chess, dates, coffee, and yogurt
Muslim Achievement
• Despite a decline in the Abbasids power and
wealth there were many very wealthy merchants.
Trade flourished.
• Artists, architects, and engineers built beautiful
mosques and palaces. They made tapestries
• Science: corrections to Greeks in algebra and
geometry, trigonometry (sine, cosine, tangent),
objective experiments, material substances into
three categories: animal, vegetable, and mineral
by al-Razi, astronomical tables and maps,
hospitals and doctors, paper making, ceramics,
silk-weaving, and maps of the world
Persia
• Persians started to play a greater role in
the Abbasid court which led to Persian
replacing Arabic as the written language of
the Abbasid court
• Arabic language of law, religion, and
science
• Persian used for literature and calligraphy
• Rubaiyat
.
http://www.caroun.com/Calligraphy/IranianAncientCalligraphers.html
Religious Trends
• Contradictory trends: social strife and political
divisions vs. expanded trade and intellectual
creativity
• Mysticism vs. growing orthodox religious scholar
(ulama)
• Crusades supported growing hostilities of nonIslamic ideas and thinking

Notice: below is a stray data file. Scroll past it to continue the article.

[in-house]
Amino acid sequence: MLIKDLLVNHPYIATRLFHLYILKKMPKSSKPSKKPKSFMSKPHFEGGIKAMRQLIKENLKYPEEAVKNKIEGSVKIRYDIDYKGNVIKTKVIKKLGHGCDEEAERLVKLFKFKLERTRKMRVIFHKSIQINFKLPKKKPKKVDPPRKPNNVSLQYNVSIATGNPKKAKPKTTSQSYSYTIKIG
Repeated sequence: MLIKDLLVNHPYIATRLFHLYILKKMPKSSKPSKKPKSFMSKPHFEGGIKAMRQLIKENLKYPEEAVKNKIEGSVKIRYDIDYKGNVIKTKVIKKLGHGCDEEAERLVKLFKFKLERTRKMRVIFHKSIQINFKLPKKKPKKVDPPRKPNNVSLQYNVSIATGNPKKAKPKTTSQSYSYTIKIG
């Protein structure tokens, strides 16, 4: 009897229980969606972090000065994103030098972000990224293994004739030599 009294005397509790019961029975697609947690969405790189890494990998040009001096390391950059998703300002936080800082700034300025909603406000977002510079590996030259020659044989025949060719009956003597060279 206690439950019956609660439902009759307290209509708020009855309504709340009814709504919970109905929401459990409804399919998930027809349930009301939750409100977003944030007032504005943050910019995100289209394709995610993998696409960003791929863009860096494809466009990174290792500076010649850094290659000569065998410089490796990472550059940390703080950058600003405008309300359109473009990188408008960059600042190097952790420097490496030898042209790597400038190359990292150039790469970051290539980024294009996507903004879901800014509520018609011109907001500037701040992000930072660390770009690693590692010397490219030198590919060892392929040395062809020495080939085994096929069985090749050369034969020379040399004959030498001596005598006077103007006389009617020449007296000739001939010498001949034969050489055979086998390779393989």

• Orthodox didn’t support the idea of Greek
questioning being applied to religion. The Qur’an
was final.
• Sufist movement during Abbasid period:
wondering mystics who sought a personal
relationship with God. There were many
manifestations including Sunni and Shi’a were
against the abstract an impersonal relationship
with Allah taught by the ulamas.
Invasions
•
•
•
•
Invasions from the East!
Mongols started raiding in 1220’s
By 1258 Baghdad was sacked by the Mongols
The 37th and last Abbasid caliph was killed by the
Mongols
• The Mongols were stopped by the Mamluks or Turkic
slaves in Egypt in 1260 in the Battle of Ain Jalut.
• In 1401 Baghdad again was captured by the forces of
Tamerlane. He was known for his cruelty and for
building pyramids of the skulls those he killed when
conquering a city.
• Baghdad never recovered and became a regional city
and was no longer a world city
Islam: Bridge between Worlds
• In spite of successional problems within the Muslim
community, the position of the Islamic Empire as a
global civilization was created during the Abbasid
dynasty
• Islam enriched the lives of peoples from around the
world by sharing their knowledge
• They had wonderful achievements in arts, science,
and literature
• They were the place to exchange ideas
• They also had some problems in that they were
divided many times and they also had a rift between
the Sufis and orthodox Muslims
• They were also not open to outside influence
• This eventually led to European Christians exploiting
the weaknesses of the Muslim world.
Byzantine Empire
• Refer to chapter 10 notes!!!
• Generally speaking the Byzantine Empire
lost a lot of lands to the Islamic caliphates
• However the Arab empires were not able
to take Constantinople despite multiple
attempts
• While the rise of new rulers (Macedonian